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[PATCH: 6996] minimal removal of 8 bit chrs from perlebcdic.pod

From:
Peter Prymmer
Date:
September 1, 2000 15:49
Subject:
[PATCH: 6996] minimal removal of 8 bit chrs from perlebcdic.pod
Message ID:
Pine.OSF.4.10.10009011542550.147696-100000@aspara.forte.com

OK,

I have just verified Mike Guy's results with perldoc (pod2text rather
than pod2man) and the perlebcdic.1 man conversion appears truncated
on Solaris 2.6.  *Unfortunately* the enclosed patch does not remove
the indented 8 bit characters and these bad Solaris results still obtain
even with this patch.  Nonetheless it may prove helpful to some *roff
implementations and it afforded the opportunity to correct the
<emacsish> email addresses as well as provide another typo correction
that was brought to my attention by Joe Smith (thanks Joe).

Here you go:

--- pod/perlebcdic.pod.orig	Wed Aug 30 07:40:51 2000
+++ pod/perlebcdic.pod	Fri Sep  1 15:39:15 2000
@@ -701,8 +701,8 @@
 
 As of perl 5.005_03 the letter range regular expression such as 
 [A-Z] and [a-z] have been especially coded to not pick up gap 
-characters.  For example, characters such as 'ô' C<o WITH CIRCUMFLEX> 
-(or E<ocirc>) that lie between I and J would not be matched by the 
+characters.  For example, characters such as E<ocirc> C<o WITH CIRCUMFLEX> 
+that lie between I and J would not be matched by the 
 regular expression range C</[H-K]/>.  
 
 If you do want to match the alphabet gap characters in a single octet 
@@ -844,12 +844,12 @@
 
 The property of lower case before uppercase letters in EBCDIC is
 even carried to the Latin 1 EBCDIC pages such as 0037 and 1047.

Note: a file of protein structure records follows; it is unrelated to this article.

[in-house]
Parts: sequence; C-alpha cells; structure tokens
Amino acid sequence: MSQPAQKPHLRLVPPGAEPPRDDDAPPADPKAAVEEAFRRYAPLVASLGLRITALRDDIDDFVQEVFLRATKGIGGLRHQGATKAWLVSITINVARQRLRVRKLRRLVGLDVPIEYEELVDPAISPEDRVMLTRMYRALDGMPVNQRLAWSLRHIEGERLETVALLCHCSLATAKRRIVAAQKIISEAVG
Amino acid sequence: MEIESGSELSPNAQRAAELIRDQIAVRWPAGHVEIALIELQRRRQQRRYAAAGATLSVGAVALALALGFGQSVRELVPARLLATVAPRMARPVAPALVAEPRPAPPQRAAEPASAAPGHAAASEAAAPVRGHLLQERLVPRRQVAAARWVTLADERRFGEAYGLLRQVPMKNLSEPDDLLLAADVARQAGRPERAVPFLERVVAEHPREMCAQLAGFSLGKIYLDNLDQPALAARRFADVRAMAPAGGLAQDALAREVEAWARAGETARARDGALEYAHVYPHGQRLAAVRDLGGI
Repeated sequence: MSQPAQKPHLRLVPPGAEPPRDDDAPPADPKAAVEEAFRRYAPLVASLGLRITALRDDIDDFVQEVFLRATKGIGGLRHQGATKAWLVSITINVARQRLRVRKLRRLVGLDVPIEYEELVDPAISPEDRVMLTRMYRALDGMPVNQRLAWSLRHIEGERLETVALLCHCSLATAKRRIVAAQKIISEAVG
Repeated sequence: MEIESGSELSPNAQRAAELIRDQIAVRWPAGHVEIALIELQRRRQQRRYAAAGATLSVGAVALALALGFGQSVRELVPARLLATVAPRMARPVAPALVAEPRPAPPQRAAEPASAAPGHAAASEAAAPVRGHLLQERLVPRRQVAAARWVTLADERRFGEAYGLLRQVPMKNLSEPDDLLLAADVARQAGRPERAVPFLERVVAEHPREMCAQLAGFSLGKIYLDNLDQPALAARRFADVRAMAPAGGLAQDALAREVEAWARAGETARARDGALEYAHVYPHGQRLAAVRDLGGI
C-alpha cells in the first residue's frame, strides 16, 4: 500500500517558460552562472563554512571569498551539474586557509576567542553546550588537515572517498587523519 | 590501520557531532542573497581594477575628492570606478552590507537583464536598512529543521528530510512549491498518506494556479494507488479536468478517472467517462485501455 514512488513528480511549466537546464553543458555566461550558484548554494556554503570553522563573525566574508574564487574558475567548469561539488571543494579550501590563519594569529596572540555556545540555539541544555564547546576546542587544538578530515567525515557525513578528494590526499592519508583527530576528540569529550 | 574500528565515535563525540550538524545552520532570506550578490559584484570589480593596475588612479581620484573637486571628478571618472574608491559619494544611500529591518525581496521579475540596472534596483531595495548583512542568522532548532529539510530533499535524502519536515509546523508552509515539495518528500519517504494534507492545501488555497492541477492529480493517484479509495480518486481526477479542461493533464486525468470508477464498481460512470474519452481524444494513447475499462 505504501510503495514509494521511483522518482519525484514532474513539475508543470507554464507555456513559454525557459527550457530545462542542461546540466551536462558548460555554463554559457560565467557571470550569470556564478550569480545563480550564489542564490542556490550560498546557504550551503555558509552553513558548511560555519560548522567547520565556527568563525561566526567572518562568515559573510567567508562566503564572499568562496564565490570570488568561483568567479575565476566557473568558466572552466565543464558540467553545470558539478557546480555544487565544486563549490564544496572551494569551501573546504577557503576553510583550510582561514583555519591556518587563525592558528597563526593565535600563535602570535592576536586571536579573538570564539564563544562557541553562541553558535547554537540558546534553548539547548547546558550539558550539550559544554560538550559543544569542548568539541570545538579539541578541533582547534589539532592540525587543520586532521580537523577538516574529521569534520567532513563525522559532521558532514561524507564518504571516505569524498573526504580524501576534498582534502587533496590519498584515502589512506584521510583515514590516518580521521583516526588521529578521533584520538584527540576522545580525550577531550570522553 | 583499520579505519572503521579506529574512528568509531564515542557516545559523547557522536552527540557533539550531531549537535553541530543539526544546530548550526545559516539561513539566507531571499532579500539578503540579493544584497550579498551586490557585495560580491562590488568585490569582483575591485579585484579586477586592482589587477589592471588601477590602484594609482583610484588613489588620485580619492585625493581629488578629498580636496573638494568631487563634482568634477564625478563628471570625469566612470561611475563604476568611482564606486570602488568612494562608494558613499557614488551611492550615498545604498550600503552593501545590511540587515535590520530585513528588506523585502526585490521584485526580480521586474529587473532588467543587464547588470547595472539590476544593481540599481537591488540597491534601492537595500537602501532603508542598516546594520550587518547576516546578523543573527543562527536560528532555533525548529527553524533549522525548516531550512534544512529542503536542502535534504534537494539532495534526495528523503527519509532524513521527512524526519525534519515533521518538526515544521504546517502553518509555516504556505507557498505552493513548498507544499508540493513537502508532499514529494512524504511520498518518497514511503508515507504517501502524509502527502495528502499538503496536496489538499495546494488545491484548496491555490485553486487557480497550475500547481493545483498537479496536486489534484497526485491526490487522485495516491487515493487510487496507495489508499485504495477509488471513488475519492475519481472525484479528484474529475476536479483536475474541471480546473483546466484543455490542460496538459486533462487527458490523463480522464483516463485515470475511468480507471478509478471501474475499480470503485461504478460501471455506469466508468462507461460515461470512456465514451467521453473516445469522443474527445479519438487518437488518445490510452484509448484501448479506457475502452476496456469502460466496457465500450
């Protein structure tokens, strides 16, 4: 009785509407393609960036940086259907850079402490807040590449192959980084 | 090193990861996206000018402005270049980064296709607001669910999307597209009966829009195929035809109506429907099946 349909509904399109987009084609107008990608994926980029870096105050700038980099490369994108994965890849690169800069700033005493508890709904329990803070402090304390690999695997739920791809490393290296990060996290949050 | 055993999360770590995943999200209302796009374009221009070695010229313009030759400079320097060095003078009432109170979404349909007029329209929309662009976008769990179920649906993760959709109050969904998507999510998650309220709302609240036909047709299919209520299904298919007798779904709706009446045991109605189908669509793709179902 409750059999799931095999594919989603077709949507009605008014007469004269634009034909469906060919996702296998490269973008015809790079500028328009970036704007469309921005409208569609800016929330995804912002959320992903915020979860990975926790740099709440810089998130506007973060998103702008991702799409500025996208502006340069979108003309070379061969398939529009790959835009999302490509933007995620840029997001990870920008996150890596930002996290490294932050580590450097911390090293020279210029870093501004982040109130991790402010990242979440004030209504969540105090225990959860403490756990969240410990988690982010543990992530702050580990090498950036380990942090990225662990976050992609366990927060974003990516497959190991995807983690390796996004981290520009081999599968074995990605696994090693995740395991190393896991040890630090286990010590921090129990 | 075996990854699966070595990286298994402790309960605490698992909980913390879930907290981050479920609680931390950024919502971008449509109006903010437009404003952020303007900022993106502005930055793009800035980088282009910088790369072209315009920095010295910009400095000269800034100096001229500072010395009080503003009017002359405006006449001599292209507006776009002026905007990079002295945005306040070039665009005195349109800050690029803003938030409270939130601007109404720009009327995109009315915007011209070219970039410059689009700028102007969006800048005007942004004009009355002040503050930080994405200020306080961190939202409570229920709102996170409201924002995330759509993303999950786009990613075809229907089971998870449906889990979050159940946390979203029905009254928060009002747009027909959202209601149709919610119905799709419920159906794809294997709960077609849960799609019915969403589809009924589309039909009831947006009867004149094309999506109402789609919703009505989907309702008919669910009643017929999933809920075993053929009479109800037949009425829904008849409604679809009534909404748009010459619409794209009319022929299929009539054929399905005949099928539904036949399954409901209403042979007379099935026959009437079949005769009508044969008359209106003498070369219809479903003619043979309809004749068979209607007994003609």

-An example would be that 'Ë' (or E<Euml>) C<E WITH DIAERESIS> (203) comes 
-before 'ë' (or E<euml>) C<e WITH DIAERESIS> (235) on and ASCII machine, but 
+An example would be that E<Euml> C<E WITH DIAERESIS> (203) comes 
+before E<euml> C<e WITH DIAERESIS> (235) on an ASCII machine, but 
 the latter (83) comes before the former (115) on an EBCDIC machine.  
-(Astute readers will note that the upper case version of 'ß' (or E<szlig>) 
+(Astute readers will note that the upper case version of E<szlig> 
 C<SMALL LETTER SHARP S> is simply "SS" and that the upper case version of 
-'^?' (or E<yuml>) C<y WITH DIAERESIS> is not in the 0..255 range but it is 
+E<yuml> C<y WITH DIAERESIS> is not in the 0..255 range but it is 
 at U+x0178 in Unicode, or C<"\x{178}"> in a Unicode enabled Perl).
 
 The sort order will cause differences between results obtained on
@@ -875,8 +875,8 @@
     s/ß/SS/g; 
 
 then sort().  Do note however that such Latin-1 manipulation does not 
-address the '^?' (or E<yuml>) C<y WITH DIAERESIS> character that will 
-remain at code point 255 on ASCII machines, but 223 on most EBCDIC machines 
+address the E<yuml> C<y WITH DIAERESIS> character that will remain at 
+code point 255 on ASCII machines, but 223 on most EBCDIC machines 
 where it will sort to a place less than the EBCDIC numerals.  With a 
 Unicode enabled Perl you might try:
 
@@ -1010,7 +1010,8 @@
 was known to strip accented characters to their unaccented counterparts 
 while attempting to view this document through the B<pod2man> program 
 (for example, you may see a plain C<y> rather than one with a diaeresis 
-as in C<^?> or E<yuml> ).
+as in E<yuml>).  Another nroff truncated the resultant man page at
+the first occurence of 8 bit characters.
 
 Not all shells will allow multiple C<-e> string arguments to perl to
 be concatenated together properly as recipes 2, 3, and 4 might seem
@@ -1018,12 +1019,14 @@
 
 Perl does not yet work with any Unicode features on EBCDIC platforms.
 
+=head1 SEE ALSO
+
+L<perllocale>, L<perlfunc>.
+
 =head1 REFERENCES
 
 http://anubis.dkuug.dk/i18n/charmaps
 
-L<perllocale>, L<perlfunc>.
-
 http://www.unicode.org/
 
 http://www.unicode.org/unicode/reports/tr16/
@@ -1047,10 +1050,10 @@
 
 =head1 AUTHOR
 
-Peter Prymmer E<lt>pvhp@best.comE<gt> wrote this in 1999 and 2000 
+Peter Prymmer pvhp@best.com wrote this in 1999 and 2000 
 with CCSID 0819 and 0037 help from Chris Leach and 
-AndrE<eacute> Pirard E<lt>A.Pirard@ulg.ac.beE<gt> as well as POSIX-BC 
-help from Thomas Dorner E<lt>Thomas.Dorner@start.deE<gt>.
+AndrE<eacute> Pirard A.Pirard@ulg.ac.be as well as POSIX-BC 
+help from Thomas Dorner Thomas.Dorner@start.de.
 Thanks also to Philip Newton and Vickie Cooper.  Trademarks, registered 
 trademarks, service marks and registered service marks used in this 
 document are the property of their respective owners.
End of Patch.

Peter Prymmer






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